Sometimes I dream all in blue
Of whales that spout and frogs no doubt
Mud pies for one and all
Soft little giggles when a belly is tickled
Superman in air
A grin, a dare
Soon I will snuggle and hold
This baby foretold,
But what will I dream of tonight?”
The women in the room were all looking at me, their faces warm and smiling. After a brief moment, someone asked, “Did you write that? Wait a minute! Are you telling us you’re having a baby?”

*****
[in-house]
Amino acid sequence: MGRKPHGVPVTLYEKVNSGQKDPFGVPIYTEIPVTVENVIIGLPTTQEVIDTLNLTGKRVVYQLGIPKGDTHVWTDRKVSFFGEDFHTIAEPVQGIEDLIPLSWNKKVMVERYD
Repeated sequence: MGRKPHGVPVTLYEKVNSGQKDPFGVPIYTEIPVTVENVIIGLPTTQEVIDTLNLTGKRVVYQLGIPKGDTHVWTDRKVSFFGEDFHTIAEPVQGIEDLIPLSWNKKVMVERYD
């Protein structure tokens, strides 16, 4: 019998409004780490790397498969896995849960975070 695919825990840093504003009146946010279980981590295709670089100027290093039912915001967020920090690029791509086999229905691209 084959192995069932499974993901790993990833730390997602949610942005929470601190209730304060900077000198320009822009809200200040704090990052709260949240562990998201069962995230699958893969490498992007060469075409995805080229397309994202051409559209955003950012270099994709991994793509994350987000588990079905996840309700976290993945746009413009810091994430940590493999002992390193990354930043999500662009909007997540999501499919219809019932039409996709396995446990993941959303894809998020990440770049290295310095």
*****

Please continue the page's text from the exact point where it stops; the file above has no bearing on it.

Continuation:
“Yes and yes!” I replied. We laughed and cried and shared hugs all around. It was the finest of moments. One that is etched deeply into the fibers of my being. One that I believe, would never have been possible, would never have unfolded with such beauty, if not for the long ago, small graceful gesture of one teacher, Ms. Bayes. I still feel the invisible thread that connected us on the day I butchered Frost. I sense that her thread and a million others have changed me along the way. Sometimes I wonder if we thought about the millions of threads that we carry with us through life, the connections we hold with others and the power we wield each day with our words and actions, would it change the way we face a new day? How we treat our neighbors or kids, our brothers or sisters? The way we speak when we are angry? Would it change the small graces we extend to others? To ourselves? Our threads are flowing, weaving and winding. They are shaping us today and they are shaping our future. It is my hope that as our threads bend and fold, they’ll draw close and unite and that together, we will learn to knit beautifully.